Business integrity country agenda
Mongolia’s economy continues to experience both growth and decline. In 2012, there was a high growth rate (12.3%) but this was lower than anticipated as the nation saw its coal exports drop significantly due to China’s economic slowdown. After a sharp slowdown from 2014-16 driven by a fall in commodity prices, corruption and declining FDI, the Mongolian economy became more robust in 2017: real GDP grew by 5.1%, buoyed by strong coal exports; a recovery of FDI; and improved business sentiments. The Executive Board of the International Monetary Fund (IMF) completed its first and second reviews of Mongolia’s performance under the programme supported by the Extended Fund Facility’s (EFF) three-year extended arrangement. The growth outlook remains positive for 2018 and beyond. However, despite the improving outlook, structural challenges and limited export diversification remain: these could amplify the economy’s vulnerability to commodity price or other shocks given its reliance on the extractive industries sector (20% of GDP).
In the boom years following 2010, poverty decreased as the economy grew. Between 2014 and 2016, however, when the non-mining economy was particularly hit by falling investment and declining private consumption, Mongolia’s poverty rate rose again to the 2012 level, a worrying development. Early signs of improvement in household incomes in 2017 and fiscally sustainable labour and social protection policies are the keys to reducing poverty in the coming years. To ensure sustainable and inclusive growth and poverty reduction, Mongolia needs to strengthen governance; build institutional capacity for the efficient management of public revenues; allocate its resources effectively among spending, investment, and saving; and ensure equal opportunities for all its citizens in both urban and rural areas, all in the context of environmental protection and intergenerational equity.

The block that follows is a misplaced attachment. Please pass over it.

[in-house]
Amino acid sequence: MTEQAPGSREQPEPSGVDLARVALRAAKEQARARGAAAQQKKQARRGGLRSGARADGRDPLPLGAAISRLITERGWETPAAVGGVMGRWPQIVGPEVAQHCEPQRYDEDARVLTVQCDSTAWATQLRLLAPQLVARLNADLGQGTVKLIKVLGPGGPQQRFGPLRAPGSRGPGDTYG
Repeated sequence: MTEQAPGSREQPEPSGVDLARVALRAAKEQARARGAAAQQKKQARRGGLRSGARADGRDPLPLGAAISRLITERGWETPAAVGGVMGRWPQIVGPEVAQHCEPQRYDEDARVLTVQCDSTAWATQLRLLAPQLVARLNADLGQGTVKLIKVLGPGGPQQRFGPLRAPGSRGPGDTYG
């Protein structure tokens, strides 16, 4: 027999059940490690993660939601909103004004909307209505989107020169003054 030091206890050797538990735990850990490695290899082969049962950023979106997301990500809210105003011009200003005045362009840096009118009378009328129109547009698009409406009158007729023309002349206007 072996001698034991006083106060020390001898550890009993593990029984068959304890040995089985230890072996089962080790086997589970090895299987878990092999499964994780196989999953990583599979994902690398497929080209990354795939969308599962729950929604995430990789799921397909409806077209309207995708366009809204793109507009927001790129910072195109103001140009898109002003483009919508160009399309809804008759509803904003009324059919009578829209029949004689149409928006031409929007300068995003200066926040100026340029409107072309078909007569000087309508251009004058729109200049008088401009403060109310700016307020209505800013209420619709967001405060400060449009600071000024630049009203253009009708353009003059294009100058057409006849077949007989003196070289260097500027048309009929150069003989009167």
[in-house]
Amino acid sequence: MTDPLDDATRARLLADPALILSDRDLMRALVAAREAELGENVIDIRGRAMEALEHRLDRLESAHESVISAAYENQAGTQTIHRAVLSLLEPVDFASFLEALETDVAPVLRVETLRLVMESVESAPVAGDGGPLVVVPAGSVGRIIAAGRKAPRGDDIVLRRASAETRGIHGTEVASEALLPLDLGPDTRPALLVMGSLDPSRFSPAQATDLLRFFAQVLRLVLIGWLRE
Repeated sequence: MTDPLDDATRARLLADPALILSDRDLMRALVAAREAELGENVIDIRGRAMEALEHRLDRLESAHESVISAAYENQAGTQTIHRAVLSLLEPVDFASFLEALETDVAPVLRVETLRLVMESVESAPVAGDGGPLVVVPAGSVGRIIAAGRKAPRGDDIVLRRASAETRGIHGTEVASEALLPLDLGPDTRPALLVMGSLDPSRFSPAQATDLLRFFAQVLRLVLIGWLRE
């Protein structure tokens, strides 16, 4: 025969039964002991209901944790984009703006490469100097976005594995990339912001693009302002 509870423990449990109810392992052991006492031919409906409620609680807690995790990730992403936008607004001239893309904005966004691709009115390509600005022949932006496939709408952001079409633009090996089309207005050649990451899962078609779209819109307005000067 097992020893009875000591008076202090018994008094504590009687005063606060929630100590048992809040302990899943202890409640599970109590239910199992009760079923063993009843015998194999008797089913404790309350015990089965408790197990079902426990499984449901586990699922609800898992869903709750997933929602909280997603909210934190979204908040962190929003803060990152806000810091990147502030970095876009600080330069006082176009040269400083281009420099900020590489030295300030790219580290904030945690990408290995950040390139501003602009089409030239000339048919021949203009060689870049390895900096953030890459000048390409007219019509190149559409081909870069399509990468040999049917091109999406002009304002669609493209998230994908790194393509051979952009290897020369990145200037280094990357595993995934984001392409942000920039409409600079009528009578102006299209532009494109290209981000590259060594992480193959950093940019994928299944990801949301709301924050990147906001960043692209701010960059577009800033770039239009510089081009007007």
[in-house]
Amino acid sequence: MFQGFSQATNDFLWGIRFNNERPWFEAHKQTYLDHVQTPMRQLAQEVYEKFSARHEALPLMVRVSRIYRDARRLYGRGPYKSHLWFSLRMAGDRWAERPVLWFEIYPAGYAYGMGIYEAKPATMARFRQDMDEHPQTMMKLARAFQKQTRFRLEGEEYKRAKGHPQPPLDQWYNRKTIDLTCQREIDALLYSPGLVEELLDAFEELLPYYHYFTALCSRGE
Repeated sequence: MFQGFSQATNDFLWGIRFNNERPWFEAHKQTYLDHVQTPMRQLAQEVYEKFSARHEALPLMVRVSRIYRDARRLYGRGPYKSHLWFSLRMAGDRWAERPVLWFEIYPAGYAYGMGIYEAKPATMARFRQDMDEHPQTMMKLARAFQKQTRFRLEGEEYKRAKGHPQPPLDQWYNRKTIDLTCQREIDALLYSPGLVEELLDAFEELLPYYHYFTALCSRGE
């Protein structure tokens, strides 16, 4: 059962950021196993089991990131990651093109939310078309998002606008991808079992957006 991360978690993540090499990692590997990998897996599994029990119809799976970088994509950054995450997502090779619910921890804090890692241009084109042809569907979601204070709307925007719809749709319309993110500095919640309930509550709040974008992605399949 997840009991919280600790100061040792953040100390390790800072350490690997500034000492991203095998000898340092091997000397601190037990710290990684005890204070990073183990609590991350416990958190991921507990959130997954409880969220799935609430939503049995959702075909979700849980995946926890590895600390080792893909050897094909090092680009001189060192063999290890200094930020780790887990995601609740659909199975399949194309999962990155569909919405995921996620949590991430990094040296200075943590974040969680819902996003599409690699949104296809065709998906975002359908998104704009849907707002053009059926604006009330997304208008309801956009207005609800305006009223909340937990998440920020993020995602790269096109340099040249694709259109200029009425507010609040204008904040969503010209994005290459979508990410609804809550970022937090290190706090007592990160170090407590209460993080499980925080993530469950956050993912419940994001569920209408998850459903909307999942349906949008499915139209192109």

Recently, populist politicians have started to have a negative impact on business, including such practices as cronyism. As political parties become increasingly corrupt and have a damaging influence on business integrity, there is a strong need for a whistleblower protection law and the amendment of the political party financing law.
TI-Mongolia has been working with both the public sector and civil society organizations for the
past decade. Despite these efforts, many challenges still remain and TI-Mongolia recognizes the
necessity of also engaging the business community in the fight against corruption. Through direct
cooperation with the private sector, TI-Mongolia aims to improve corporate integrity and coalition building
to promote an open, competitive and transparent business environment.
The objective of the Business Integrity Country Agenda (BICA) is to assess the legal framework
related to business integrity and associated corporate practices. After the realities of doing business in
Mongolia are understood, a reform plan can be formulated, and appropriate tools and mechanisms
developed in order to support companies in their efforts to operate with integrity.
It is our hope that BICA will be used to trigger real change and grassroots improvement. The
diagnosis and recommendations resulting from the BICA assessment will serve as the basis for
developing a reform agenda which, we hope, will be then implemented collectively by relevant
stakeholders over the coming years until real change is achieved. Therefore, we encourage the
private and public sectors along with civil society to work together towards the transformation of
the overall business environment in Mongolia.